Gadar 2 Review: The Premkatha continues and to be continued…

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Gadar 2 review: Sunny Deol and Ameesha Patel’s sequel to 2001 hit is actually a launch vehicle for director Anil Sharma’s son Utkarsh.

The hand pump is back and so are the snarls. The kid has grown up, and lands in Pakistan to take the villains head on just like his father did 17 years ago. Gadar 2, a sequel to Gadar: Ek Prem Katha (2001), is a classic case of old wine in old bottle and offers very little freshness in terms of its character arcs, settings and the premise. Yet, it qualifies to be a one-time watch for its ability to give an adrenaline rush with its action sequences. There are throwbacks to the first film as we see many old characters in addition to a few new faces. Director Anil Sharma, in a bid to take the story forward, makes some changes in the script and coins a story that works in parts and also stays sluggish in some places.

While Gadar narrated the love story of Tara Singh (Sunny Deol) and Sakina (Ameesha Patel), Gadar 2 is a tale of hatred between India and Pakistan that refuses to die down, told from the lens of a father’s bond with his son. As the fear of war looms large, Lieutenant Colonel Devendra Rawat from Punjab (Gaurav Chopra) asks Tara for his help to deploy his trucks and send immediate ammunition at the border to help Indian soldiers. Fighting the enemies, Tara disappears along with six Indian soldiers. It’s later revealed that they are held captive by Pakistan Major General Hamid Iqbal (Manish Wadhwa), who wants to avenge the death of 40 members of his battalion that Tara had slaughtered during the climax sequence of Gadar.

As Charanjit Singh aka Jeete (Utkarsh Sharma) takes it upon himself to find his papaji, he ends up in Pakistan and tries everything to reunite with his father. Things take an ugly turn when Jeete himself gets captured and waits for Tara to come to his rescue. Amid all this, there’s a whole chunk in the film when Deol just vanishes from the picture, and returns only to go on a rampage in Pakistan to bring back his son. Jeete also finds his love interest in Pakistan when he meets Muskaan (Simrat Kaur).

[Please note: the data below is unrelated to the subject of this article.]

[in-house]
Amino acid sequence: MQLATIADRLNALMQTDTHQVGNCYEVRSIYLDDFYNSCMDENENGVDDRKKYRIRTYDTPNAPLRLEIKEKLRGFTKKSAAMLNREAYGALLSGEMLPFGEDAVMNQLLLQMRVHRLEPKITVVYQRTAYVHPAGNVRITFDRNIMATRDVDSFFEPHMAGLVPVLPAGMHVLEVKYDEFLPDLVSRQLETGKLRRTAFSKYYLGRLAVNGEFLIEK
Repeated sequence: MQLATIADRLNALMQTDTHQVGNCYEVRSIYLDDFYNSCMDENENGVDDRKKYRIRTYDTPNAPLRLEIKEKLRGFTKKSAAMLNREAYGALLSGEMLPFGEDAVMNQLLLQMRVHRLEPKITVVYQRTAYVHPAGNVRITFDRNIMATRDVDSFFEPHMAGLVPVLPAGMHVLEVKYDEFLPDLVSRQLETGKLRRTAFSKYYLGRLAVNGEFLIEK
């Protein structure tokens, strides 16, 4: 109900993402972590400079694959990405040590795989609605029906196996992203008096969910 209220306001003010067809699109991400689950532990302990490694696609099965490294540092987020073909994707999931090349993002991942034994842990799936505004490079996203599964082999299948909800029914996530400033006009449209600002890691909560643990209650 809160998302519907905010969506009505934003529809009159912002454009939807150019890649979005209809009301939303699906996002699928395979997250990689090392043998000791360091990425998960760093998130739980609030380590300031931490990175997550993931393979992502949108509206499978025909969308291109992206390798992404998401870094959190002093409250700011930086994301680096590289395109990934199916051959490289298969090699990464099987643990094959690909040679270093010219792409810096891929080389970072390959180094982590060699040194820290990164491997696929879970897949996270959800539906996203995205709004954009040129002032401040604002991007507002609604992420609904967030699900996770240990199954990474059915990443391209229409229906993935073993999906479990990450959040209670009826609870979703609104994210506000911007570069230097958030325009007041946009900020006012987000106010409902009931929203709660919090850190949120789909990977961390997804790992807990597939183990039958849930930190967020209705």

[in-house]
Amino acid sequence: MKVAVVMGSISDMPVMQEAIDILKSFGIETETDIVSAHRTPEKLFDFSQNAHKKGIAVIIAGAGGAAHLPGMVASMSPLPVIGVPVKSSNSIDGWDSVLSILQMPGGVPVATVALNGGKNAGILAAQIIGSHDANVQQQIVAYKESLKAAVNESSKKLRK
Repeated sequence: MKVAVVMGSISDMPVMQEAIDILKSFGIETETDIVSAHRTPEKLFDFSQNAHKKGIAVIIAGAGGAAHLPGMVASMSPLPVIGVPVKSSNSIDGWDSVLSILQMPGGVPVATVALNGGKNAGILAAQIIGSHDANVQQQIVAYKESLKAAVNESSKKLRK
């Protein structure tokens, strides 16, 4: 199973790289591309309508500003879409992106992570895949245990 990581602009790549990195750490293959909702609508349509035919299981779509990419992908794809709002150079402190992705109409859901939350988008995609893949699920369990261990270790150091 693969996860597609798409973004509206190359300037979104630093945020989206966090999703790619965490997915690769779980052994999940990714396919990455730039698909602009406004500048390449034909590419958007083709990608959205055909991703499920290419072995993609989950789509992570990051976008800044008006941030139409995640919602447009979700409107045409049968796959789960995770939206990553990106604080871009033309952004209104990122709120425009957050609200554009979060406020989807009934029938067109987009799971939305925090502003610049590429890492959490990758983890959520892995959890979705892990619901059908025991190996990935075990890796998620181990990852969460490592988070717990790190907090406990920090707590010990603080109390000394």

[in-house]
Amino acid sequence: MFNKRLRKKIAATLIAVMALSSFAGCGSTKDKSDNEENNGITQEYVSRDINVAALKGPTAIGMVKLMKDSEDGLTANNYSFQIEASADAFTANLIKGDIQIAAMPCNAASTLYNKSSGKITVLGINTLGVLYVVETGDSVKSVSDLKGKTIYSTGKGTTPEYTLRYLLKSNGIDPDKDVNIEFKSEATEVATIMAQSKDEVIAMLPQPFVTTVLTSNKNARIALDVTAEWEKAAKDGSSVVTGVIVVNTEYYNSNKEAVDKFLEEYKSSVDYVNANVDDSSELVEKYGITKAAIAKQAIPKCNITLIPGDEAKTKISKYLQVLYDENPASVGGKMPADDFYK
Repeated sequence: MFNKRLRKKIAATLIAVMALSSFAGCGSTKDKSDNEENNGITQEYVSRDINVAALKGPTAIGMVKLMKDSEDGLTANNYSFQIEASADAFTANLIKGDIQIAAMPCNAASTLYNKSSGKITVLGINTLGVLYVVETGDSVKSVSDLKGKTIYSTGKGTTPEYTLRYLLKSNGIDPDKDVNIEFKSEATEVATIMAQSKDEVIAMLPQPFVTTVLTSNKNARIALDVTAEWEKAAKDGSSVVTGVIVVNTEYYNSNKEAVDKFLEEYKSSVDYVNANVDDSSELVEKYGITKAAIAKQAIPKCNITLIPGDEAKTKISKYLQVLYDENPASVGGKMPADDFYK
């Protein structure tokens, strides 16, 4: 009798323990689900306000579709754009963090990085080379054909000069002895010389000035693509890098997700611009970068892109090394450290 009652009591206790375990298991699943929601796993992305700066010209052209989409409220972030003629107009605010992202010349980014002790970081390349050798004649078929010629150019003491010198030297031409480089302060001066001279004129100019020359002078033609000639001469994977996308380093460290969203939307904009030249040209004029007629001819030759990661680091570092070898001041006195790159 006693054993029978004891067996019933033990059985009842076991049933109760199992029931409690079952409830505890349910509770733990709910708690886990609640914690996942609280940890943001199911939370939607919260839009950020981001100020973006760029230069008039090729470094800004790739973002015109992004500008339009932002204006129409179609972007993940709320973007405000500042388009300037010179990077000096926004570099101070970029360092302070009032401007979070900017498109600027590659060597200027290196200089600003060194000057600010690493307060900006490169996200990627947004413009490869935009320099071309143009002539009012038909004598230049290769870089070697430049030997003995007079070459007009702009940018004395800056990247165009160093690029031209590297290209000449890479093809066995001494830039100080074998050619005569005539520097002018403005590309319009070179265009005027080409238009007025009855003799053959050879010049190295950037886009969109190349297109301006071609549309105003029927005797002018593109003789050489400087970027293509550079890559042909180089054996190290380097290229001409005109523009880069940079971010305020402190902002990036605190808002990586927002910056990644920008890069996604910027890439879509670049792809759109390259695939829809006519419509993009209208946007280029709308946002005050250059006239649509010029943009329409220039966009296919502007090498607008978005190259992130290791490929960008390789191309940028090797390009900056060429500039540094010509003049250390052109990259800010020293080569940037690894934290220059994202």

Not that I am complaining about the kind of screen time Utkarsh gets, but with all the spotlight on him, Gadar 2 appears to be more of a launch pad for the director’s son while using Tara Singh’s fandom. Utkarsh is good, if not great, and he shows conviction in his scenes. While the first half shows him as an innocent young guy aspiring to be an actor, the second half projects him as the ultimate action hero — bearded, brooding, rough and tough just like his onscreen father.
Sunny Deol brings back the innocence of his character and his scenes light up the screen. If you look close, Tara is a peace-loving man who resorts to extremely violence only when needed. That’s evident from the scenes where he punches a Pakistani cop in the face and doesn’t even bother to pick the rifle that could have been of help later. Ameesha is just average and doesn’t even try to do anything different than what she did in the first film. In fact, I found her rather bland and soulless. However, Tara and Sakeena’s chemistry remains as sweet and pure as you’d expect. Wadhwa, as the antagonist, looks evil and has a strong screen presence.

At 2 hours 50 minutes, Gadar 2 is a tad long and could have been easily shortened by 30 minutes Shaktimaan Talwar’s writing is not clever. There’s nothing in the dialogues that makes you go wow, and the ones that draw maximum cheer — Hindustan zindabad — we’ve already heard that before

What I truly enjoyed and loved was the recreated versions of the songs — Main Nikla Gadi leke and Udd Ja Kale Kaavan. They are the soul of the film and take you back in time. And the additional couple of songs are also a breath of fresh air that don’t disappoint. As for valour and patriotic fervour, be assured there is no dearth of chest-thumping patriotism and they do give some whistle-worthy moments. Gadar 2 gives ample scope to both Tara and Jeete to show their might and perform some non-stop action sequences in slo-mo.
Gadar 2 does falter in terms of story and its pace, though it brings back the mass entertainment and that can surely make it a paisa vasool watch.

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